Dear Street Smarts,
Q: In your March 7 article on disabled parking someone seems to be misinformed. Could it be the city parking program manager?
Several police officers have told me placards are specifically only for the disabled person to go and come from the reserved parking space — no one else such as caregivers, family, friends or drivers. Thus, it is a violation to use the reserved spaces where someone else from the car goes the in the building while the disabled person issued the placard waits out in the car. That is an abuse of the placard and a citation should issued since it is not being used by the disabled person to assist them with getting in and out of the facility.
There are significant penalties in the California Vehicle Code for fraudulent misuse of these placards.
Dan Bronson, Aptos
A: Marlin Granlund, the city’s parking program manager, cited the DMV’s Driver Handbook, a Cliff’s notes version of the California Vehicle Code, in supporting his answer about disabled parking and placards.
Basically, parking in blue spaces is “permitted only for a disabled person or a driver of a disabled person who displays a placard or a special license plate for disabled persons or disabled veterans,” the handbook states. “Disabled people with a placard or special plates may park in special areas for unlimited periods of time, regardless of time restrictions. No one other than a disabled person or a driver of a disabled person may park there. A crosshatched (diagonal lines) area adjacent to a designated disabled parking space is a no parking area.”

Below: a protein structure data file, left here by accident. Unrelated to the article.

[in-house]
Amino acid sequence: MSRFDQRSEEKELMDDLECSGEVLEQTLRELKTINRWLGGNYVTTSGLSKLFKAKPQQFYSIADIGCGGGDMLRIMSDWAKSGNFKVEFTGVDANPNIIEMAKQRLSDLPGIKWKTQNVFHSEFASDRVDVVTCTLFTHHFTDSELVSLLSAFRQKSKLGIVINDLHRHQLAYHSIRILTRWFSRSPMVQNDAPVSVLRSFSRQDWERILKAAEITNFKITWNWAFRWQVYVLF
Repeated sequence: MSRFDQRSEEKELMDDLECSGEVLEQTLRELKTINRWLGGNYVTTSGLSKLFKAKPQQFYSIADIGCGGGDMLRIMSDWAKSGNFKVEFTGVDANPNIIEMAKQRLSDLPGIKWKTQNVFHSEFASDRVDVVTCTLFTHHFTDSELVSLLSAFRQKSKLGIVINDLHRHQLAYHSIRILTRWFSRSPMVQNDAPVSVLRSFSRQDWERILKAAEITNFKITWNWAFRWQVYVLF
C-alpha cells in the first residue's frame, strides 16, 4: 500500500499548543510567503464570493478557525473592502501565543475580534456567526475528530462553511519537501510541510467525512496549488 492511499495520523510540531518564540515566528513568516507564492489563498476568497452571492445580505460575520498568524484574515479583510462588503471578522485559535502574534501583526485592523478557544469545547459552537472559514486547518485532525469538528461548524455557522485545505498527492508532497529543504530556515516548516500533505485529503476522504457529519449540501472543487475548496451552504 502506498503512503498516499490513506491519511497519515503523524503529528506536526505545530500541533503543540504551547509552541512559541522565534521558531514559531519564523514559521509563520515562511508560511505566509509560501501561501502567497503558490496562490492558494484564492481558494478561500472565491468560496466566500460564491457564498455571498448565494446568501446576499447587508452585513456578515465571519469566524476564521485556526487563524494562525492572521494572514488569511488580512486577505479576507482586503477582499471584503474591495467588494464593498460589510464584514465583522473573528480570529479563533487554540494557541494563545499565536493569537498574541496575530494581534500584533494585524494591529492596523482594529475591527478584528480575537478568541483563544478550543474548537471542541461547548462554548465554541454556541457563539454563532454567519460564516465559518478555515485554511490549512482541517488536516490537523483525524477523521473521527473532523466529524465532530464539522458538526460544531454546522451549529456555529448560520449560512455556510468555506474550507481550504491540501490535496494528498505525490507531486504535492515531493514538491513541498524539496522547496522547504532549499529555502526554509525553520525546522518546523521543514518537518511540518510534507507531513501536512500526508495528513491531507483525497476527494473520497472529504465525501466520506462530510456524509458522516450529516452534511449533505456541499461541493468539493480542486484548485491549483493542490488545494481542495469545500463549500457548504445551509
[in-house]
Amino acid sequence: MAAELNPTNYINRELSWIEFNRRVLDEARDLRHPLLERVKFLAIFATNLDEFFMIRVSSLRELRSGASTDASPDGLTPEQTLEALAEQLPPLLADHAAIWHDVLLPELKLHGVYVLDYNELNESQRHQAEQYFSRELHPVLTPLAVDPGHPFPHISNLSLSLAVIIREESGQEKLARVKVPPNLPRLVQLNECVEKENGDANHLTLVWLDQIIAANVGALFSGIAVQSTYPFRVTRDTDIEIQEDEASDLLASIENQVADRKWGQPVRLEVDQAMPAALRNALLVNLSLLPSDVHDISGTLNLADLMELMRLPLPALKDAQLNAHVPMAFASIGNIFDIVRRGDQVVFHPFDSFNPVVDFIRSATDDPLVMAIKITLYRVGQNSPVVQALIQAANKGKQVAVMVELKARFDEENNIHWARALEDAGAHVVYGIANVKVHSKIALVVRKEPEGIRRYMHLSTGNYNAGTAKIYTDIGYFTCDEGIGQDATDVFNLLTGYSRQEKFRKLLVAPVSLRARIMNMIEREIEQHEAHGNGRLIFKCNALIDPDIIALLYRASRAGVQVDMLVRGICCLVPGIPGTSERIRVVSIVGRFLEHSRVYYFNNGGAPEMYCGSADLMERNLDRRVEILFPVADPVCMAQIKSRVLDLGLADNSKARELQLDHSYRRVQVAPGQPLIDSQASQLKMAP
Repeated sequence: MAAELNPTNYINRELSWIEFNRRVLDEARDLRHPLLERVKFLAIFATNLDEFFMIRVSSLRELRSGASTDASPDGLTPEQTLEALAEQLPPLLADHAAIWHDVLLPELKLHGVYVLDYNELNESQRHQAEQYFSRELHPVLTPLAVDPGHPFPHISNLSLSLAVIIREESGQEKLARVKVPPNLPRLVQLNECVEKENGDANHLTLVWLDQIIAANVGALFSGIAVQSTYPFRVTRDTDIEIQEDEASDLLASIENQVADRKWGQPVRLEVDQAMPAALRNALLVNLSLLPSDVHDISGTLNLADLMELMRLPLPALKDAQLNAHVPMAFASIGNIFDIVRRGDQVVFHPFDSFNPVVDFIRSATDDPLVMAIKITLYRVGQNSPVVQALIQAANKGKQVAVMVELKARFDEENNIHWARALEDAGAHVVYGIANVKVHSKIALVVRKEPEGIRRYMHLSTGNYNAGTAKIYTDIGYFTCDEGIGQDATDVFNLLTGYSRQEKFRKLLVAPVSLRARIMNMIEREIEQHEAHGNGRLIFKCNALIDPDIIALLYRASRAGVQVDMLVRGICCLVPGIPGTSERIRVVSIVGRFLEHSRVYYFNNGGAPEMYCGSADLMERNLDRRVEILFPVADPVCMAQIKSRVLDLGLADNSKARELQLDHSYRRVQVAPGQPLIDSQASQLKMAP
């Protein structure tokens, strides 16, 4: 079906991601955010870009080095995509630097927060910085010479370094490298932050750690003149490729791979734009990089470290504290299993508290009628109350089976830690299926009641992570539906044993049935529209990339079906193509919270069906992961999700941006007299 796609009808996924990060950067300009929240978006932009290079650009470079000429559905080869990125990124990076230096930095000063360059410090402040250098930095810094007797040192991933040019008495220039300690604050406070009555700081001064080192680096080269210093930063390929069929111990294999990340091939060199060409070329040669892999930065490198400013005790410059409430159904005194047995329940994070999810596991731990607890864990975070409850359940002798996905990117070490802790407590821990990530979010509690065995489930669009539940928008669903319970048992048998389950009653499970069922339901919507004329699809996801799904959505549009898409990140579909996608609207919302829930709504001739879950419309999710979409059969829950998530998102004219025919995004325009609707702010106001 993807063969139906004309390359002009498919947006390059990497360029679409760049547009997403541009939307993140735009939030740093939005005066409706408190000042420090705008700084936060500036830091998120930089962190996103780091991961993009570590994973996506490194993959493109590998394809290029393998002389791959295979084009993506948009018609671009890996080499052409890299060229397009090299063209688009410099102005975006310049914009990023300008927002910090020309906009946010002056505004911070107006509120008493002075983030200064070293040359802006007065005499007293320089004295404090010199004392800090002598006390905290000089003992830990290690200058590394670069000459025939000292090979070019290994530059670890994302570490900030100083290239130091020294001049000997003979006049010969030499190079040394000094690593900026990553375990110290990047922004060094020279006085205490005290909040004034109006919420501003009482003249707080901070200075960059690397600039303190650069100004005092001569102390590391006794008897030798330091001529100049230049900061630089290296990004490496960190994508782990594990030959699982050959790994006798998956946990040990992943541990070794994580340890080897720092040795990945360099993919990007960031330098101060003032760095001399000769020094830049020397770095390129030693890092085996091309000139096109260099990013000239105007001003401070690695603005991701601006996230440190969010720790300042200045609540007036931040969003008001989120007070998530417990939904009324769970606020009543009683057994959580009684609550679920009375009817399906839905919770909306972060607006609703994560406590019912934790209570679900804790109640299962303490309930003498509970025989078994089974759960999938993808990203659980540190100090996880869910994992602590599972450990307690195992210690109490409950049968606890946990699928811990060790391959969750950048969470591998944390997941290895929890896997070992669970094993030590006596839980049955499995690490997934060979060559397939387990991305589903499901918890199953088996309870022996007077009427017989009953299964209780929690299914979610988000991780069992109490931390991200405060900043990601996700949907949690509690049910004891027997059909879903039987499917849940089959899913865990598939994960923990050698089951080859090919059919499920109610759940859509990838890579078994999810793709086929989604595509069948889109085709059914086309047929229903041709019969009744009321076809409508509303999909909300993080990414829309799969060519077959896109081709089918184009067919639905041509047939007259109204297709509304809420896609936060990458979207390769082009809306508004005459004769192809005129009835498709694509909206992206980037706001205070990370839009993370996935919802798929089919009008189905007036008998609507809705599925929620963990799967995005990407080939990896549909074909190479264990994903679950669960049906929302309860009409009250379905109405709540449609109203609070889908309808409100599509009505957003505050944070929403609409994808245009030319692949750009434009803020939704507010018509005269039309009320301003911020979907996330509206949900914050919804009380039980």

In short, it’s OK for people chauffeuring disabled people around to park in disabled spaces with disabled placards as long as the disabled person is with him or her. Placard misuse comes into play when able-bodied people are using the placard for their own gain and the person the placard belongs to is not with them. The driver of a disabled person could be a taxi driver, disabled shuttle driver or a family member.
Avoiding parking tickets in Santa Cruz
People who found a parking citation on their windshield in downtown Santa Cruz also found a piece of paper that hoped to help prevent that from happening again.
Last week, the city’s parking enforcement crew handed out “5 Ways to Reduce the Chance of Getting a Parking Ticket in Downtown Santa Cruz” with every parking citation ticket they issued.
It suggested drivers:
- Park in one an attended parking facility, such as the Locust or Soquel/Front Street garage, to avoid expiring parking meters.
- Buy a City ParkCard, which allows motorists to use the card to pay for parking and get a refund of any unused meter time.
- Sign up for the Parkmobile pay-by-phone system
- Park completely within space markings.
- Get a parking permit for a downtown garage or lot if they live or work in the area.